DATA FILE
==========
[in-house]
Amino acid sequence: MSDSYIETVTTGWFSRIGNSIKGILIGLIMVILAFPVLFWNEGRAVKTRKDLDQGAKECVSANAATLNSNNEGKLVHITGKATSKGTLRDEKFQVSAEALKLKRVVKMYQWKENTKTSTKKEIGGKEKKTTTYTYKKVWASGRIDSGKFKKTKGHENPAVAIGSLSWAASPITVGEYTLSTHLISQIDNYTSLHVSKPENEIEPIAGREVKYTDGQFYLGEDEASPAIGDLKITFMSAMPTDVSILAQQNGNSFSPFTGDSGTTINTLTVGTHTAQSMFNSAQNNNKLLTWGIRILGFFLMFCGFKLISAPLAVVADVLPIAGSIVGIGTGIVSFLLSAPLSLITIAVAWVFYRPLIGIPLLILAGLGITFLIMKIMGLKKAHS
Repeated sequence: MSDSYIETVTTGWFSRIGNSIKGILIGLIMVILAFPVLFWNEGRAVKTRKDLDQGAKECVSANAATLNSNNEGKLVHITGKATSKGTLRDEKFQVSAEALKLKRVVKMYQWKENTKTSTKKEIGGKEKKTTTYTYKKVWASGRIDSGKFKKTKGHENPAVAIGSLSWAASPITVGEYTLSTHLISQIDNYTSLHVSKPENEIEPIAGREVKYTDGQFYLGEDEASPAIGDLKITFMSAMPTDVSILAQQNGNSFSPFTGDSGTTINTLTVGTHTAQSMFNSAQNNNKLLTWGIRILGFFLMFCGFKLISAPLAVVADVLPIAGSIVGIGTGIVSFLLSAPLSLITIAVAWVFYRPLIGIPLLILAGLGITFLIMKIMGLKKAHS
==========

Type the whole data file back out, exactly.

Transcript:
[in-house]
Amino acid sequence: MSDSYIETVTTGWFSRIGNSIKGILIGLIMVILAFPVLFWNEGRAVKTRKDLDQGAKECVSANAATLNSNNEGKLVHITGKATSKGTLRDEKFQVSAEALKLKRVVKMYQWKENTKTSTKKEIGGKEKKTTTYTYKKVWASGRIDSGKFKKTKGHENPAVAIGSLSWAASPITVGEYTLSTHLISQIDNYTSLHVSKPENEIEPIAGREVKYTDGQFYLGEDEASPAIGDLKITFMSAMPTDVSILAQQNGNSFSPFTGDSGTTINTLTVGTHTAQSMFNSAQNNNKLLTWGIRILGFFLMFCGFKLISAPLAVVADVLPIAGSIVGIGTGIVSFLLSAPLSLITIAVAWVFYRPLIGIPLLILAGLGITFLIMKIMGLKKAHS
Repeated sequence: MSDSYIETVTTGWFSRIGNSIKGILIGLIMVILAFPVLFWNEGRAVKTRKDLDQGAKECVSANAATLNSNNEGKLVHITGKATSKGTLRDEKFQVSAEALKLKRVVKMYQWKENTKTSTKKEIGGKEKKTTTYTYKKVWASGRIDSGKFKKTKGHENPAVAIGSLSWAASPITVGEYTLSTHLISQIDNYTSLHVSKPENEIEPIAGREVKYTDGQFYLGEDEASPAIGDLKITFMSAMPTDVSILAQQNGNSFSPFTGDSGTTINTLTVGTHTAQSMFNSAQNNNKLLTWGIRILGFFLMFCGFKLISAPLAVVADVLPIAGSIVGIGTGIVSFLLSAPLSLITIAVAWVFYRPLIGIPLLILAGLGITFLIMKIMGLKKAHS